"When we've finished imploding, there will be nothing left of the Republican Party," the candidate confidently predicted
The health care plan is a work in progress, and will be for a while.
UnitedHealth Group's negative outlook on the health law isn't a good sign, but there's more to the story.
A mere seven words located within the Affordable Care Act (ACA) could be enough to wreck the United States' health insurance market. King v. Burwell is the most recent Supreme Court case disputing the provisions of the ACA, usually referred to as Obamacare.
There's another argument about why the Obamacare lawsuit won’t be as bad as everyone else has said. This one comes from Joel
Lindsey Graham's recent warning that Republicans might yet push for a presidential impeachment serves to demonstrate, if further demonstration was still required, just how brutal Washington politics could get if his party ends up in control of both Houses of Congress after the mid-term elections in November.
In the case of the Affordable Care Act, private insurers have priced their policies on the premise that a lot of healthy young people will purchase insurance. If the young don't participate in large numbers, and older and sicker people do, then insurers will have to raise premium charges for everyone. That will be blamed, rightly or wrongly, on Obamacare. We know from the administration that more than two million people have become newly insured. That's good news. But we don't know who they are. Is the Affordable Care Act succumbing to the dread dynamics of adverse selection? The early signs are far from conclusive, but they are not encouraging.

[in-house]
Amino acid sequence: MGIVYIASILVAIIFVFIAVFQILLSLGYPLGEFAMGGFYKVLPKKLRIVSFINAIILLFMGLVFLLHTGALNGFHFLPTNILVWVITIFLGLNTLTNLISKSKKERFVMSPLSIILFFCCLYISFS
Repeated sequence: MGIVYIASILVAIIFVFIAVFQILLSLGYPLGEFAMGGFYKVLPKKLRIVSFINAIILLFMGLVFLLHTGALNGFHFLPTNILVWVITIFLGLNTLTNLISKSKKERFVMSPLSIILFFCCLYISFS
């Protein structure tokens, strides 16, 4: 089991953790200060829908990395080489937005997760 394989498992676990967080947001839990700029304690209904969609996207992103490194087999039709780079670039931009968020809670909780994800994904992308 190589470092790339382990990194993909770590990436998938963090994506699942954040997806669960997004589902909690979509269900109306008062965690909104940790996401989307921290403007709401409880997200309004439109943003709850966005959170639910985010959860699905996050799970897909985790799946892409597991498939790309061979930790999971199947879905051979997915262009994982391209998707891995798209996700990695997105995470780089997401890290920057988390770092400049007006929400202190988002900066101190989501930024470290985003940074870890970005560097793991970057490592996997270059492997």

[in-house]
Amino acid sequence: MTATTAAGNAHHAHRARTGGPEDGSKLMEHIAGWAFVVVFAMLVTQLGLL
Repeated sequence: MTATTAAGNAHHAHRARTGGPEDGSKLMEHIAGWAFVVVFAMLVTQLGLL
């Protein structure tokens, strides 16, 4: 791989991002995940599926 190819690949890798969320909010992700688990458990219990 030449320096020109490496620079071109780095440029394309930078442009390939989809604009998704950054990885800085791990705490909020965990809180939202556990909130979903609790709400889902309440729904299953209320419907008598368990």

The individual mandate was a Republican invention from a time when it was not yet heresy for a Republican politician to advocate providing affordable health insurance to every American without a government takeover of the industry.